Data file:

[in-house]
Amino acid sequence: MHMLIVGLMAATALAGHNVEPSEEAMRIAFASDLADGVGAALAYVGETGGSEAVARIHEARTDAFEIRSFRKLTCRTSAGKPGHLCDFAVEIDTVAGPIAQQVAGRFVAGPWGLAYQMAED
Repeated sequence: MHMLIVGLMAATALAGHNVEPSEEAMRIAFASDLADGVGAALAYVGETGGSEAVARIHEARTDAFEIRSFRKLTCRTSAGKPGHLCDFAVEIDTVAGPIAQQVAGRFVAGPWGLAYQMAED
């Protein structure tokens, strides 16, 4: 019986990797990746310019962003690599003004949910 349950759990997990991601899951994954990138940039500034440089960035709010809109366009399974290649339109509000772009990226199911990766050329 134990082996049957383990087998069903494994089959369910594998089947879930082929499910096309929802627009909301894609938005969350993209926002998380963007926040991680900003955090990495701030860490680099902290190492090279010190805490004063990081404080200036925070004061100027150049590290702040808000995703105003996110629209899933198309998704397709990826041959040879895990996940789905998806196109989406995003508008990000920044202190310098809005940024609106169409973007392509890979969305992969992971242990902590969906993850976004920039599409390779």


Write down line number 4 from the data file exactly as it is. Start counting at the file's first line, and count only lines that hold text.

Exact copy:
């Protein structure tokens, strides 16, 4: 019986990797990746310019962003690599003004949910 349950759990997990991601899951994954990138940039500034440089960035709010809109366009399974290649339109509000772009990226199911990766050329 134990082996049957383990087998069903494994089959369910594998089947879930082929499910096309929802627009909301894609938005969350993209926002998380963007926040991680900003955090990495701030860490680099902290190492090279010190805490004063990081404080200036925070004061100027150049590290702040808000995703105003996110629209899933198309998704397709990826041959040879895990996940789905998806196109989406995003508008990000920044202190310098809005940024609106169409973007392509890979969305992969992971242990902590969906993850976004920039599409390779």